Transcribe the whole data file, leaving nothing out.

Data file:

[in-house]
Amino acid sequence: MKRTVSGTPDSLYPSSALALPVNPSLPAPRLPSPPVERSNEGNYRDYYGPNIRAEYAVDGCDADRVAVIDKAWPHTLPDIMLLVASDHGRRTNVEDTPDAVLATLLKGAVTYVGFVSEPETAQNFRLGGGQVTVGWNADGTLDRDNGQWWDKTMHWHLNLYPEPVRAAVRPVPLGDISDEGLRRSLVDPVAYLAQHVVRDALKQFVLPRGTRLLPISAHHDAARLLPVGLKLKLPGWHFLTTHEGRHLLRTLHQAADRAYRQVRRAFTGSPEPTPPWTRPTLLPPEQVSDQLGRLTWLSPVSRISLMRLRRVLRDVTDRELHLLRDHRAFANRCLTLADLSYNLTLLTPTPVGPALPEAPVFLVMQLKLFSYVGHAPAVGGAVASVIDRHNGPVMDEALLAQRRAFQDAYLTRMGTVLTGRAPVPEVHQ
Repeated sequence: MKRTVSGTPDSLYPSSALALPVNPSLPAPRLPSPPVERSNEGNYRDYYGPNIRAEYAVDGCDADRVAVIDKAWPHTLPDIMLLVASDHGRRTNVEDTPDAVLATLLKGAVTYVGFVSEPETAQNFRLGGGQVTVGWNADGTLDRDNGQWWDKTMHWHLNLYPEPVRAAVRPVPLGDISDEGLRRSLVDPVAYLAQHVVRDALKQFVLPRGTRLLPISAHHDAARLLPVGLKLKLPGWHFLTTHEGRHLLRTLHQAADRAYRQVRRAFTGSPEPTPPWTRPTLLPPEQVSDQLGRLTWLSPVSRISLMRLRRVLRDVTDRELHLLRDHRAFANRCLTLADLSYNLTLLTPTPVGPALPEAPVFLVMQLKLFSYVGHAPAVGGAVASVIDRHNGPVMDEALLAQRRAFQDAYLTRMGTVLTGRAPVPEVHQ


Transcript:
[in-house]
Amino acid sequence: MKRTVSGTPDSLYPSSALALPVNPSLPAPRLPSPPVERSNEGNYRDYYGPNIRAEYAVDGCDADRVAVIDKAWPHTLPDIMLLVASDHGRRTNVEDTPDAVLATLLKGAVTYVGFVSEPETAQNFRLGGGQVTVGWNADGTLDRDNGQWWDKTMHWHLNLYPEPVRAAVRPVPLGDISDEGLRRSLVDPVAYLAQHVVRDALKQFVLPRGTRLLPISAHHDAARLLPVGLKLKLPGWHFLTTHEGRHLLRTLHQAADRAYRQVRRAFTGSPEPTPPWTRPTLLPPEQVSDQLGRLTWLSPVSRISLMRLRRVLRDVTDRELHLLRDHRAFANRCLTLADLSYNLTLLTPTPVGPALPEAPVFLVMQLKLFSYVGHAPAVGGAVASVIDRHNGPVMDEALLAQRRAFQDAYLTRMGTVLTGRAPVPEVHQ
Repeated sequence: MKRTVSGTPDSLYPSSALALPVNPSLPAPRLPSPPVERSNEGNYRDYYGPNIRAEYAVDGCDADRVAVIDKAWPHTLPDIMLLVASDHGRRTNVEDTPDAVLATLLKGAVTYVGFVSEPETAQNFRLGGGQVTVGWNADGTLDRDNGQWWDKTMHWHLNLYPEPVRAAVRPVPLGDISDEGLRRSLVDPVAYLAQHVVRDALKQFVLPRGTRLLPISAHHDAARLLPVGLKLKLPGWHFLTTHEGRHLLRTLHQAADRAYRQVRRAFTGSPEPTPPWTRPTLLPPEQVSDQLGRLTWLSPVSRISLMRLRRVLRDVTDRELHLLRDHRAFANRCLTLADLSYNLTLLTPTPVGPALPEAPVFLVMQLKLFSYVGHAPAVGGAVASVIDRHNGPVMDEALLAQRRAFQDAYLTRMGTVLTGRAPVPEVHQ